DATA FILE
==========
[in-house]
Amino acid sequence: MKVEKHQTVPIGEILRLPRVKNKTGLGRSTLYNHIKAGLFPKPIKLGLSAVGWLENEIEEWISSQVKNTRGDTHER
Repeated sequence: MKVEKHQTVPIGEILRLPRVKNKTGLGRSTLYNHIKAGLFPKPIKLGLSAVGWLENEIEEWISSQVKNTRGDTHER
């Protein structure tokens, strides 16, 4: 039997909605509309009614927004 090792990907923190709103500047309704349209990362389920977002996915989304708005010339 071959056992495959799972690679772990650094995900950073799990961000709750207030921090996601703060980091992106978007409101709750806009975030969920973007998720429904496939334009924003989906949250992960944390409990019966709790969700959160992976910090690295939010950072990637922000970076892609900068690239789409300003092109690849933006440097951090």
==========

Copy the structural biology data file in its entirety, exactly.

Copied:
[in-house]
Amino acid sequence: MKVEKHQTVPIGEILRLPRVKNKTGLGRSTLYNHIKAGLFPKPIKLGLSAVGWLENEIEEWISSQVKNTRGDTHER
Repeated sequence: MKVEKHQTVPIGEILRLPRVKNKTGLGRSTLYNHIKAGLFPKPIKLGLSAVGWLENEIEEWISSQVKNTRGDTHER
């Protein structure tokens, strides 16, 4: 039997909605509309009614927004 090792990907923190709103500047309704349209990362389920977002996915989304708005010339 071959056992495959799972690679772990650094995900950073799990961000709750207030921090996601703060980091992106978007409101709750806009975030969920973007998720429904496939334009924003989906949250992960944390409990019966709790969700959160992976910090690295939010950072990637922000970076892609900068690239789409300003092109690849933006440097951090």